On April 6, 1946, Franz Hoelzl was born in Kufstein, Austria.  He was Austrian champion in 1975 and 1981 (after a play-off).  He was awarded the IM title in 1985.


On April 18, 1946, Naum Rashkovsky was born in Sverdlovsk, USSR.  He was awarded the IM title in 1976 and the GM title 1980.  He tied for 1st in the 1982 Moscow championship.  In 2007, he won the European Senior Championship.


In May, 1946, a book on chess published in 1474 and reputedly the second book printed in the English language brought $7,600 at a Southeby’s auction.  The Game and Playe of Chesse by Jacobus de Cassolis, translated by William Caxton, once formed a portion of the library of Lord Cunliffe.  (source: Bradford, PA Record, May 13, 1946)


On May 13, 1946, Charles Dealtry Locock (1862-1946) died in London.  He won the British Amateur Championship in 1887 (after a play-off).


On June 2, 1946, Luis Bronstein (1946-2014) was born in Cordoba, Argentina.  He was awarded the IM title in 1978.


On June 15, 1946, Alvis Vitolinsh (1946-1997) was born in Sigulda, Latvia.  He was Latvian Champion in 1973 (jointly), 1976, 1977, 1978, 1982, 1983 and 1985 (jointly).  He was awarded the IM title in 1980.


In June, 1946, the first radio match between Great Britain and the Soviet Union took place.  The USSR easily won (18-6) with players like Botvinnik, Keres, Smyslov, Boleslavky, Flohr, Kotov, Bronstein, Boleslavsky, Lilienthal, and Ragozin.  In other radio matches in 1946, Australia beat France (5.5-4.5), and Spain beat Argentina (8-7).


In July, 1946, Larry Friedman, age 15, won the first national junior chess championship, held in Cleveland.  (source: Berkshire Eagle, July 11, 1946)


In July, 1946, the US Open was held in Pittsburgh. Herman Steiner took 1st.  It was the 1st Swiss System pairing for the US Open because of so many entries (58 players). (source: Brooklyn Daily Eagle, July 21, 1946)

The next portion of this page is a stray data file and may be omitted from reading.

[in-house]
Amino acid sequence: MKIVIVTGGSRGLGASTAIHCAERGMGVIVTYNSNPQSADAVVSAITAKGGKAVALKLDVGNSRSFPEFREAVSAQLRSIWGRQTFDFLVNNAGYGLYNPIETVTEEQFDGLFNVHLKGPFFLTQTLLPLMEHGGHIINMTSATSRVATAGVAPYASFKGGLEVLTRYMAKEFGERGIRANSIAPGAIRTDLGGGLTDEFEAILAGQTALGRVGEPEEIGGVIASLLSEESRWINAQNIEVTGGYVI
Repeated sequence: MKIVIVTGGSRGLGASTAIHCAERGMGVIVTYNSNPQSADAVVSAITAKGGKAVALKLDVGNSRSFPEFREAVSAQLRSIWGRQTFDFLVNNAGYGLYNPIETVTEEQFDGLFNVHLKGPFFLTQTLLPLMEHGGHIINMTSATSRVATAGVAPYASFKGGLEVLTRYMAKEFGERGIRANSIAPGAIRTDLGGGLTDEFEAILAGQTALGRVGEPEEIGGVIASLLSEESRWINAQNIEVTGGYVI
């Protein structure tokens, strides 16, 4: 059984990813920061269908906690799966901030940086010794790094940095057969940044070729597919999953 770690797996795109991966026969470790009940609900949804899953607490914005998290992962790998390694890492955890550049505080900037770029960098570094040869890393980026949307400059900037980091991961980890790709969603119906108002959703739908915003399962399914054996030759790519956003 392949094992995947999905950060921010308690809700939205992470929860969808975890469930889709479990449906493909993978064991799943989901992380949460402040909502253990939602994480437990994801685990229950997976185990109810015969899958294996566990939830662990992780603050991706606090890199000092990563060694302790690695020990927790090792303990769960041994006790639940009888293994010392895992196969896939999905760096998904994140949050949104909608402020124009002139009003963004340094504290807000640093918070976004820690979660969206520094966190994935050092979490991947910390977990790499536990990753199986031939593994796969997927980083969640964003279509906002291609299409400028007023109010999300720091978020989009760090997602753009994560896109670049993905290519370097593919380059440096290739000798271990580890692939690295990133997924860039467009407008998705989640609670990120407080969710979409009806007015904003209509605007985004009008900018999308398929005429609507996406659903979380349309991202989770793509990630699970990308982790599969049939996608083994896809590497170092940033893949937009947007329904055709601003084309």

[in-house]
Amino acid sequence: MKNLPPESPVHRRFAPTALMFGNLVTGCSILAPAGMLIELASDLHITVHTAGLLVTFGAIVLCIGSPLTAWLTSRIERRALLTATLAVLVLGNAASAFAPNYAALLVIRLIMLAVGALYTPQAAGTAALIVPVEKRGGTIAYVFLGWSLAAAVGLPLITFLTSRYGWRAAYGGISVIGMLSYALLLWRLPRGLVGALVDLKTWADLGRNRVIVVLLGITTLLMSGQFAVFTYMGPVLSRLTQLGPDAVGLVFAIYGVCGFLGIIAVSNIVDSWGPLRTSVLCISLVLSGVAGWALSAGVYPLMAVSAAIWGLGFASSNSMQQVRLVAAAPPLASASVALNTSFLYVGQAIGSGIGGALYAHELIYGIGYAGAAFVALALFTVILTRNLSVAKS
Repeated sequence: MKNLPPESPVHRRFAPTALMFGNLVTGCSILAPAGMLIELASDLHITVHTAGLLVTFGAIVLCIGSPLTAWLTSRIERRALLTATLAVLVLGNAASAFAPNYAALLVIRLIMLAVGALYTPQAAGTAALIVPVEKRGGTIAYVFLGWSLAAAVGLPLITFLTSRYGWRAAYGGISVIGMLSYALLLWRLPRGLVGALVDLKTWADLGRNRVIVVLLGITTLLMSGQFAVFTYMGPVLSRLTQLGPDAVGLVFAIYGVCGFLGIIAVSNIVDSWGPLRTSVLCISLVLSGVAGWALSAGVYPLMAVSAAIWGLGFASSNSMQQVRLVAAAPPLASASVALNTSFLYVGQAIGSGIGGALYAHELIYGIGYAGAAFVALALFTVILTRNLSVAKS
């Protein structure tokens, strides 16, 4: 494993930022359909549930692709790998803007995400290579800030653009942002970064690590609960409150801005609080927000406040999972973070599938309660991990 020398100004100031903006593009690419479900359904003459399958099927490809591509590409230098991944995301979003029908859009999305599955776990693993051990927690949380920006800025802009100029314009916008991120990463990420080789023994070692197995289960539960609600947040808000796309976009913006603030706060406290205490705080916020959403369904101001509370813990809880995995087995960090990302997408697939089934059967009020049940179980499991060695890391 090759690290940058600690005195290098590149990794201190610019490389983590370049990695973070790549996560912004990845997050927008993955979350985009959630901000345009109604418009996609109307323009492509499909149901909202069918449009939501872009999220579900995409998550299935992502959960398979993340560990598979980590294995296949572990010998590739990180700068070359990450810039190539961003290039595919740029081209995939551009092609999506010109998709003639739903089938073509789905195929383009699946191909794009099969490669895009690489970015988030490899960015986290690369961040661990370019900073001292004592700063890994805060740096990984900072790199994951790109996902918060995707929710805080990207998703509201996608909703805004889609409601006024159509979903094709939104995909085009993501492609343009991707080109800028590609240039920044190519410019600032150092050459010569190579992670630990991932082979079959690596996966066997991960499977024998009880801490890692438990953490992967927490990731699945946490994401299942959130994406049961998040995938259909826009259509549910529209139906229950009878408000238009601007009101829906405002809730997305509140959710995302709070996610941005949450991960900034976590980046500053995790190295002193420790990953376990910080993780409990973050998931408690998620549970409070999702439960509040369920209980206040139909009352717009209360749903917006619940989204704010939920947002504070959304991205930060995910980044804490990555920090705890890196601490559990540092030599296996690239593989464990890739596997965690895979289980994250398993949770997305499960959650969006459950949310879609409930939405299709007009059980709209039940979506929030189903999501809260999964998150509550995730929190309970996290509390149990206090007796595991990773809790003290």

On August 7, 1946, David J. Strauss was born in London.  In 1973 he won the California State Championship. He tied for first at the American Open in 1971, 1975, 1978, 1980, 1983, 1985, and 1992. He was awarded the IM title in 1982.


On August 10, 1946, Sergio Mariotti was born in Florence, Italy.  He was Italian champion in 1969 and 1971. He was awarded the IM title in 1969 and the GM title in 1974 (the first Italian GM).


On August 24, 1946, Bozidor Ivanovic was born in Cetinje, Yugoslavia.  He won the Yugoslav Championship three times, 1973, 1981 and 1983 (jointly).  He was awarded the IM title in 1976 and the GM title in 1977.


On August 25, 1946, Fedor Kuskof Kelling died in New Zealand.  He was the Grand Old Man of New Zealand chess.  He was practically the founder of the New Zealand Chess Association. He was NZ champion in 1908/1909 and 1914/1915 and holds the record for the most New Zealand championship appearances, competing in 36 championships.


On September 1, 1946, the 1st USCF official publication, Chess Life, was published.


On September 7, 1946, Mikhail Botvinnik won the 1st major international chess tourney after WW2, at Groningen, Netherlands.  There were 20 players in the event from 13 different countries.  This was Botvinnik’s first outright victory in a tournament outside the Soviet Union.  Botvinnik was presented with a silver cigarette case, a gift of Queen Wilheimina, even though Botvinnik didn’t smoke (Botvinnik smoked  briefly for 2 months durng a study group in 1928, but once the studies were over, he gave it up).  .  Botvinnik won the tournament despite losing his last-round game (lost to Najdorf).  Former world champion Max Euwe, Botvinnik’s only rival who had a chance to pass him at the end, also lost his last-round game, to Alexander Kotov after four hours of play.  (source: Eugene Guard, Sep 8, 1946)


On September 17, 1946, the USSR vs. USA return match ended in Moscow.  The USSR team won.


In November, 1946, the 1st Central American Team Championship was held in Guatemala.  Nicaragua won.


On November 5, 1946, Miodrag Cetkovic was born in Vladican-Han, Yugoslavia.  He was awarded the IM title in 1983.


On November 12, 1946, Hanna Erenska-Barlo was born in Poznan, Poland.  She was awarded the WIM tile in 1973 and the WGM title in 1981.  She won the Polish women’s championship in 1971, 1972, 1977, 1979, and 1980. 


On November 17, 1946, the 6th US Championship was held in New York. Samuel Reshevsky took 1st. 


On November 20, 1946,  Algimantas Butnorius was born in Lithuania.  He was awarded the IM title in 1983 and the GM title in 2007.  He won the Lithuanian championship 10 times.  In 2007 he won the World Senior Championship.


On December 30, 1946, Bruce M. Amos was born in Toronto.  He was awarded the IM title in 1969.